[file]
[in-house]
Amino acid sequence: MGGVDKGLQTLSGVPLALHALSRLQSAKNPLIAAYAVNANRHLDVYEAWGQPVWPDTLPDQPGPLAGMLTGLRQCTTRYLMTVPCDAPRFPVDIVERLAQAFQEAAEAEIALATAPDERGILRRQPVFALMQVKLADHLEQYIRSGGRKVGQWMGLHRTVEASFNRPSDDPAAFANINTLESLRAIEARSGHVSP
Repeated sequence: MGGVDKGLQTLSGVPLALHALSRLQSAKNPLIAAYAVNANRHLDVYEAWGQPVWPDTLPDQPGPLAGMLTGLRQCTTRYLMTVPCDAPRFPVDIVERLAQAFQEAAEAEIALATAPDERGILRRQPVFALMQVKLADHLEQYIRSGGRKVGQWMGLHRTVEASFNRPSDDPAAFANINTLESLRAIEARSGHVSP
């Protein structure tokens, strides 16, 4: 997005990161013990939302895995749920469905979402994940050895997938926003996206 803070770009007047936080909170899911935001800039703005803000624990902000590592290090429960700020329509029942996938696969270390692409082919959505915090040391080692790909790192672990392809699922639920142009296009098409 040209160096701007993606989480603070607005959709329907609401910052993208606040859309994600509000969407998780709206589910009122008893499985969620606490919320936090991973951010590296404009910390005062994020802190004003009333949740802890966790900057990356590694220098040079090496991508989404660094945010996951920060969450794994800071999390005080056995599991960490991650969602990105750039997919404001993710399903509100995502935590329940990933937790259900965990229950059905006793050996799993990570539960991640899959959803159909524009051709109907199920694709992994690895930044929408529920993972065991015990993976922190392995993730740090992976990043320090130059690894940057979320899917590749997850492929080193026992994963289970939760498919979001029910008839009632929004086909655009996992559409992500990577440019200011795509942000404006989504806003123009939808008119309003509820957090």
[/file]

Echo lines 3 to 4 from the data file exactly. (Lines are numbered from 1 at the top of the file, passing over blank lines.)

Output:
Repeated sequence: MGGVDKGLQTLSGVPLALHALSRLQSAKNPLIAAYAVNANRHLDVYEAWGQPVWPDTLPDQPGPLAGMLTGLRQCTTRYLMTVPCDAPRFPVDIVERLAQAFQEAAEAEIALATAPDERGILRRQPVFALMQVKLADHLEQYIRSGGRKVGQWMGLHRTVEASFNRPSDDPAAFANINTLESLRAIEARSGHVSP
């Protein structure tokens, strides 16, 4: 997005990161013990939302895995749920469905979402994940050895997938926003996206 803070770009007047936080909170899911935001800039703005803000624990902000590592290090429960700020329509029942996938696969270390692409082919959505915090040391080692790909790192672990392809699922639920142009296009098409 040209160096701007993606989480603070607005959709329907609401910052993208606040859309994600509000969407998780709206589910009122008893499985969620606490919320936090991973951010590296404009910390005062994020802190004003009333949740802890966790900057990356590694220098040079090496991508989404660094945010996951920060969450794994800071999390005080056995599991960490991650969602990105750039997919404001993710399903509100995502935590329940990933937790259900965990229950059905006793050996799993990570539960991640899959959803159909524009051709109907199920694709992994690895930044929408529920993972065991015990993976922190392995993730740090992976990043320090130059690894940057979320899917590749997850492929080193026992994963289970939760498919979001029910008839009632929004086909655009996992559409992500990577440019200011795509942000404006989504806003123009939808008119309003509820957090």